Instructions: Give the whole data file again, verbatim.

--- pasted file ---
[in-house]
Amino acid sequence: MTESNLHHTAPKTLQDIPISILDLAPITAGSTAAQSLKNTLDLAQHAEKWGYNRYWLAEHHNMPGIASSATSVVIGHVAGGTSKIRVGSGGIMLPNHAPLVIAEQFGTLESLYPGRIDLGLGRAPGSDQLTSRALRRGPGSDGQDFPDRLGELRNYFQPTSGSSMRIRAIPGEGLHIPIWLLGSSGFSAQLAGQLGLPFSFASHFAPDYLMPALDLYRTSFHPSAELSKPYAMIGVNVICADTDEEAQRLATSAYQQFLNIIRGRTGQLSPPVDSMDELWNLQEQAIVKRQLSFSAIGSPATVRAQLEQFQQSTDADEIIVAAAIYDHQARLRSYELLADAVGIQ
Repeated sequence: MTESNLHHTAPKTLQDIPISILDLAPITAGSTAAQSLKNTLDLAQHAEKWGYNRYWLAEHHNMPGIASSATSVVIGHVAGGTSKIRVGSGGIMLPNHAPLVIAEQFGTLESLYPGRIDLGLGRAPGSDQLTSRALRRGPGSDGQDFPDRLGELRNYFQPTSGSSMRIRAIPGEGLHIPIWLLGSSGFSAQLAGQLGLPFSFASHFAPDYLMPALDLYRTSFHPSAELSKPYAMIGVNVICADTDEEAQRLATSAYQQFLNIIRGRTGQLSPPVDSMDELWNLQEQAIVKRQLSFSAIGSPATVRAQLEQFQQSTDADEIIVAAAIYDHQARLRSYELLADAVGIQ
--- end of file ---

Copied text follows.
[in-house]
Amino acid sequence: MTESNLHHTAPKTLQDIPISILDLAPITAGSTAAQSLKNTLDLAQHAEKWGYNRYWLAEHHNMPGIASSATSVVIGHVAGGTSKIRVGSGGIMLPNHAPLVIAEQFGTLESLYPGRIDLGLGRAPGSDQLTSRALRRGPGSDGQDFPDRLGELRNYFQPTSGSSMRIRAIPGEGLHIPIWLLGSSGFSAQLAGQLGLPFSFASHFAPDYLMPALDLYRTSFHPSAELSKPYAMIGVNVICADTDEEAQRLATSAYQQFLNIIRGRTGQLSPPVDSMDELWNLQEQAIVKRQLSFSAIGSPATVRAQLEQFQQSTDADEIIVAAAIYDHQARLRSYELLADAVGIQ
Repeated sequence: MTESNLHHTAPKTLQDIPISILDLAPITAGSTAAQSLKNTLDLAQHAEKWGYNRYWLAEHHNMPGIASSATSVVIGHVAGGTSKIRVGSGGIMLPNHAPLVIAEQFGTLESLYPGRIDLGLGRAPGSDQLTSRALRRGPGSDGQDFPDRLGELRNYFQPTSGSSMRIRAIPGEGLHIPIWLLGSSGFSAQLAGQLGLPFSFASHFAPDYLMPALDLYRTSFHPSAELSKPYAMIGVNVICADTDEEAQRLATSAYQQFLNIIRGRTGQLSPPVDSMDELWNLQEQAIVKRQLSFSAIGSPATVRAQLEQFQQSTDADEIIVAAAIYDHQARLRSYELLADAVGIQ